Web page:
Ireland’s long-overdue National Mitigation Plan (NMP), issued today, is long on aspirations for the distant future but crucially short on political leadership, courage or vision from the current government. Instead of presenting the plain facts about the deepening climate crisis to the Irish public and offering a bold plan to safeguard our collective future, the NMP instead presents a smorgasbord of vague, often contradictory, ideas.

While some measures, such as a commitment to a carbon tax to drive behavioural change, are welcome, it is hard to escape the conclusion that the main objective of the NMP is mollifying powerful special interest groups. Perhaps the most critical function required of the NMP was to set out our national emissions pathway from today to 2050, showing, in detail, the rate of emissions reductions as well as a sector-by-sector, year-by-year analysis of how we actually get there. However, crucially there is no emissions pathway whatever contained in this NMP.

At the recent National Dialogue, the Government accepted the need to coordinate three important plans, namely the National Mitigation Plan, the Capital Investment Plan and the National Planning Framework. This does not give us hope that forthcoming capital investment plan will only contain mitigation measures and not include motorways or airport runways and that the National Planning Framework will produce a Spatial Plan that does not lead to more sprawl and car-dependent commuting

Decades after its own expert advice to move away from both peat and coal burning, the best the government offers today is to defer a ‘decision’ about the future of the Moneypoint coal-burning plant until 2020 and to kick the issue of peat-burning stations down the road to 2019 at the earliest.

Almost unbelievably, there is still no commitment to offer a feed-in tariff for micro-generators of electricity, be they domestic, small business or farmers, to be able to sell their surplus clean energy back to the grid at a fair price. This is simply inexcusable. The scope for a minor ‘solar rooftop revolution’ in Ireland is being throttled by government inaction.

Just last week, Climate Action Minister Denis Naughten signed off on Druid/Drombeg exploration field on the Porcupine bank off Ireland’s west coast which is targeting “some 5 billion barrels of oil offshore Ireland”. Expert scientific opinion states that up to 80% of the world’s current proven reserves of fossil fuels can never be burned if we are to avoid a +2ºC global catastrophe.

In this context, the Druid/Drombeg field (which will offer precious little benefit to the Irish taxpayer) is a non-runner. And yet, despite the evidence, our government persists in digging us deeper into a climate hole with disjointed and incoherent policy-making.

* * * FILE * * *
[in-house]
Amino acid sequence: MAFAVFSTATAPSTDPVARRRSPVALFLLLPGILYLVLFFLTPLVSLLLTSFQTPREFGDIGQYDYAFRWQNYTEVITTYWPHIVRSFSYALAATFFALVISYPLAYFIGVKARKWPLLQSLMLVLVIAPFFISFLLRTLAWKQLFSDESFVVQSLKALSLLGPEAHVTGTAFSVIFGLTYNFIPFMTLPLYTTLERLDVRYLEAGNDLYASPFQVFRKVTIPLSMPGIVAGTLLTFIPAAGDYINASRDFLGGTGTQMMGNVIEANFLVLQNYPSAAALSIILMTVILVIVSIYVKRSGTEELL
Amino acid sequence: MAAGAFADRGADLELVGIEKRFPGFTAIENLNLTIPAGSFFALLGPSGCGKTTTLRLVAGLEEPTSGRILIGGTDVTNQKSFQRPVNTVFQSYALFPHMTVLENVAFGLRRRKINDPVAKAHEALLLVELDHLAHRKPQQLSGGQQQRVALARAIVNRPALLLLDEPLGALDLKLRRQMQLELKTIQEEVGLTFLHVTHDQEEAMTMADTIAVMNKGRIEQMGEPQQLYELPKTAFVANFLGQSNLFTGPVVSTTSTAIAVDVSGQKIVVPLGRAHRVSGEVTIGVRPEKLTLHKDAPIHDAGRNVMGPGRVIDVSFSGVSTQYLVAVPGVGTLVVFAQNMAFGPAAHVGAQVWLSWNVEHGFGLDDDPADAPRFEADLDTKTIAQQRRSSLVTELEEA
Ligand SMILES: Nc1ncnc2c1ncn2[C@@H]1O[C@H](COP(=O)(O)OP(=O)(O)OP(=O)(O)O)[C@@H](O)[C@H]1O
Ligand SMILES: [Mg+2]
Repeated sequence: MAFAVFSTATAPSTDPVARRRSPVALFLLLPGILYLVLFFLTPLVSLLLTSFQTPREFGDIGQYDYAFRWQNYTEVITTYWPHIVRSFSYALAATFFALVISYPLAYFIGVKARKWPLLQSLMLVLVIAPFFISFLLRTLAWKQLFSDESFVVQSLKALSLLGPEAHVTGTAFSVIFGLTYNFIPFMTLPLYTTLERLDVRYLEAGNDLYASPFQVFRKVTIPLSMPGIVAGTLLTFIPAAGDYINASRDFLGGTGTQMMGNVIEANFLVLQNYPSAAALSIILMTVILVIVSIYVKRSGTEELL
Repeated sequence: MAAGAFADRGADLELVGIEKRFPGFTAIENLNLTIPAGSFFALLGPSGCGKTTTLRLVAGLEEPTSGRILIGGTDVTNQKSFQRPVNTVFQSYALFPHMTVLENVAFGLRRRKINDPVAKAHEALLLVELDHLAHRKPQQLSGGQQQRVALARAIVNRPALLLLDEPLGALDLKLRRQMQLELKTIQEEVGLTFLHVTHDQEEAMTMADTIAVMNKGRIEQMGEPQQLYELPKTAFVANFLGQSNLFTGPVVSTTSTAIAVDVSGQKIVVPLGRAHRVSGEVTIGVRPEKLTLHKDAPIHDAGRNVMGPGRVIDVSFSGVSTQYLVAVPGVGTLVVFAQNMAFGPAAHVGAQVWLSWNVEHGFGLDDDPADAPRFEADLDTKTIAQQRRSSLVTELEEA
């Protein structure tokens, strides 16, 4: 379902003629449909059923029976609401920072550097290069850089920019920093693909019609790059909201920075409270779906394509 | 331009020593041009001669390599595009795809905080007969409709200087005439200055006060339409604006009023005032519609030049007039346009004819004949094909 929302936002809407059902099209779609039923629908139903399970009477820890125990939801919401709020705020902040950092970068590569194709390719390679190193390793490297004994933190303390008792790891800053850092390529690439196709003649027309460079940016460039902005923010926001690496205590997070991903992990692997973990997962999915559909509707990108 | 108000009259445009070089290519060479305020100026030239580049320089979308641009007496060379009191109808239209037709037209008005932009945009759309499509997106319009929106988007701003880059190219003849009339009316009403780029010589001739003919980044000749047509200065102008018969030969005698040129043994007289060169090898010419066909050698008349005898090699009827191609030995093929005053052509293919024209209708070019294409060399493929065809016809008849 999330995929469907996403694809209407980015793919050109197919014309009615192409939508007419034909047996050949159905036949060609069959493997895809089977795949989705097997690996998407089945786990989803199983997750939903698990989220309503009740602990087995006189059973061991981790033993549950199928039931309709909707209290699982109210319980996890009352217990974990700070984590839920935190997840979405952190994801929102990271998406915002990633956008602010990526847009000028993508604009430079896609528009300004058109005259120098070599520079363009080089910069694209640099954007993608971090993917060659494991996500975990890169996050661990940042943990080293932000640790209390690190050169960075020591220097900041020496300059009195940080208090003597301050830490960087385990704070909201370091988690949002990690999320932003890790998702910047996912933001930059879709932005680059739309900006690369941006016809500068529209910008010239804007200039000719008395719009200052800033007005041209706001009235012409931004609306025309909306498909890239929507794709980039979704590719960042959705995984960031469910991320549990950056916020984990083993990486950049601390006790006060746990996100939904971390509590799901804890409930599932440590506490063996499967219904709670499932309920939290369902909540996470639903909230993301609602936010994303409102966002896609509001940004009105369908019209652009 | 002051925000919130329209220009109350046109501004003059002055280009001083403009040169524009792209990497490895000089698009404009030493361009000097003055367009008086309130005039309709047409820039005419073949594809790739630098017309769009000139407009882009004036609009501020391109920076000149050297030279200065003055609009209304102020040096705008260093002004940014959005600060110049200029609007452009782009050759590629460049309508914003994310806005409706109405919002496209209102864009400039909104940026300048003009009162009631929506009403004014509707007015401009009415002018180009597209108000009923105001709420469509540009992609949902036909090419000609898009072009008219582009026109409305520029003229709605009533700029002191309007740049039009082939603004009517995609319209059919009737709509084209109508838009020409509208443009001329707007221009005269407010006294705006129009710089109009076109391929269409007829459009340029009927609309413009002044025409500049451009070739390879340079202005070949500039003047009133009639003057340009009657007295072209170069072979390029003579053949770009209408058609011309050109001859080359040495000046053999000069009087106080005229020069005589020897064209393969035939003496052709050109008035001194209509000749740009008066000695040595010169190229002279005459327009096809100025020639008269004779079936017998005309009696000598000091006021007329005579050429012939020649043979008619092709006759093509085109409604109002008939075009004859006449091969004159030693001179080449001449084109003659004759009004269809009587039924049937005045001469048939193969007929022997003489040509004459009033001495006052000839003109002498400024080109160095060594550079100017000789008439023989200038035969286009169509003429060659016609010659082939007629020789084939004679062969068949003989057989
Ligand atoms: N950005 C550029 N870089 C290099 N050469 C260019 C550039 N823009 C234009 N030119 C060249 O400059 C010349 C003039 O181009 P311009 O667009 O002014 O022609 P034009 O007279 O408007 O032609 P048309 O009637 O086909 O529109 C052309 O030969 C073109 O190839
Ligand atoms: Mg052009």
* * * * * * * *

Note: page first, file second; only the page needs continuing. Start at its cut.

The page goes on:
Disappointingly, Taoiseach Leo Varadkar and his Cabinet continue to operate under the misapprehension that climate change is a medium to long-term threat, and that Ireland has plenty of time to consider ‘cost effective’ responses. What is notably absent from the NMP is any attempt at explaining the colossal costs climate change, if left unchecked, will inflict on the Irish economy, especially agriculture, as well as on wider social stability.

Once again, the most egregious ‘free pass’ on emissions has been handed to our agriculture sector, which accounts today for some one third of our entire (ETS and non-ETS combined) national emissions. Rather than showing a pathway for agriculture to reduce its huge emissions burden and move towards a genuinely environmentally sustainable model of food production that rewards farmers for real ecological stewardship, instead we get meaningless word-play.

“The long-term ambition for the (agriculture) sector is to move towards an approach to carbon neutrality which does not compromise capacity for sustainable food production” says the NMP. This jargon can be translated into three simple words: Business As Usual. This is a shameful capitulation on the government’s part to special interest lobbying and exposes the ordinary taxpayer to EU fines running into hundreds of millions of euros (the size of ‘The Fiscal Space’) by 2020 and beyond. An Taisce reiterates its view that the ongoing expansion of the national beef and dairy herds needs to be reversed.

Meanwhile, while politicians continue to dither, thermometers do not lie. June 2017 was globally the third hottest ever recorded, and 2017 is on target to be the second hottest year on record. The hottest year ever was: 2016.

To summarise An Taisce’s response to the NMP: no real ambition; no real targets; no vision and absolutely no hope of success.


This is a preliminary response, An Taisce will be issuing a more detailed critique in the next few days

For further information, contact:
John Gibbons, An Taisce Climate Change Committee: +353 87 233 2689
Charles Stanley-Smith, Communications, An Taisce. Tel: +353 87 241 1995
email: [email protected]
An Taisce The National Trust for Ireland


About An Taisce

An Taisce is a charity that works to preserve and protect Ireland's natural and built heritage. We are an independent charitable voice for the environment and for heritage issues. We are not a government body, semi-state or agency. Founded in 1948, we are one of Ireland’s oldest and largest environmental organisations.